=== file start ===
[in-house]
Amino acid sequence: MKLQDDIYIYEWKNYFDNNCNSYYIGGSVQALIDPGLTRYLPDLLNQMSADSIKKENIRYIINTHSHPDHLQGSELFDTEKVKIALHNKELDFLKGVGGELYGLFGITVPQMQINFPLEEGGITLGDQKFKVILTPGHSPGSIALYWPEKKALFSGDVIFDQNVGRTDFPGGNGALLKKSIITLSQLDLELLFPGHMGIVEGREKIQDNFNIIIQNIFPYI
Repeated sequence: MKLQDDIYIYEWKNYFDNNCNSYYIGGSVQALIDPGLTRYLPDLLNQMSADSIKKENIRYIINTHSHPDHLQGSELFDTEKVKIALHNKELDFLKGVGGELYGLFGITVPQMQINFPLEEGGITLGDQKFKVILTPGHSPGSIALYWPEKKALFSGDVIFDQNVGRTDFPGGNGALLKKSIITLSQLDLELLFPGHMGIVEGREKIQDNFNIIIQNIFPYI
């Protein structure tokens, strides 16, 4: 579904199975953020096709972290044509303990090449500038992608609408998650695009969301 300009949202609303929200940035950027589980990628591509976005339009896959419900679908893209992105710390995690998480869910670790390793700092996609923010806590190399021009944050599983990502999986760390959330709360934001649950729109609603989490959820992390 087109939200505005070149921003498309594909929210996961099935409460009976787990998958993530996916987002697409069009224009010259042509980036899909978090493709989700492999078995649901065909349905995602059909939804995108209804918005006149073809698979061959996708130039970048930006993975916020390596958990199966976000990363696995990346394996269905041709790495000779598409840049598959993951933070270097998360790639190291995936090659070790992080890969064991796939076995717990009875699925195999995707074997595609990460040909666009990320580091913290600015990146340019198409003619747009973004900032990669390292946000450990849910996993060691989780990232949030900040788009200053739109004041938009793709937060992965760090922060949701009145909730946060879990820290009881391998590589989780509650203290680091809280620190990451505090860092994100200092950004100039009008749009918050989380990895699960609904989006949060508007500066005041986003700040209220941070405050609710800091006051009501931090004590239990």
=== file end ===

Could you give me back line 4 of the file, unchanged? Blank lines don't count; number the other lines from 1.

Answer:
């Protein structure tokens, strides 16, 4: 579904199975953020096709972290044509303990090449500038992608609408998650695009969301 300009949202609303929200940035950027589980990628591509976005339009896959419900679908893209992105710390995690998480869910670790390793700092996609923010806590190399021009944050599983990502999986760390959330709360934001649950729109609603989490959820992390 087109939200505005070149921003498309594909929210996961099935409460009976787990998958993530996916987002697409069009224009010259042509980036899909978090493709989700492999078995649901065909349905995602059909939804995108209804918005006149073809698979061959996708130039970048930006993975916020390596958990199966976000990363696995990346394996269905041709790495000779598409840049598959993951933070270097998360790639190291995936090659070790992080890969064991796939076995717990009875699925195999995707074997595609990460040909666009990320580091913290600015990146340019198409003619747009973004900032990669390292946000450990849910996993060691989780990232949030900040788009200053739109004041938009793709937060992965760090922060949701009145909730946060879990820290009881391998590589989780509650203290680091809280620190990451505090860092994100200092950004100039009008749009918050989380990895699960609904989006949060508007500066005041986003700040209220941070405050609710800091006051009501931090004590239990």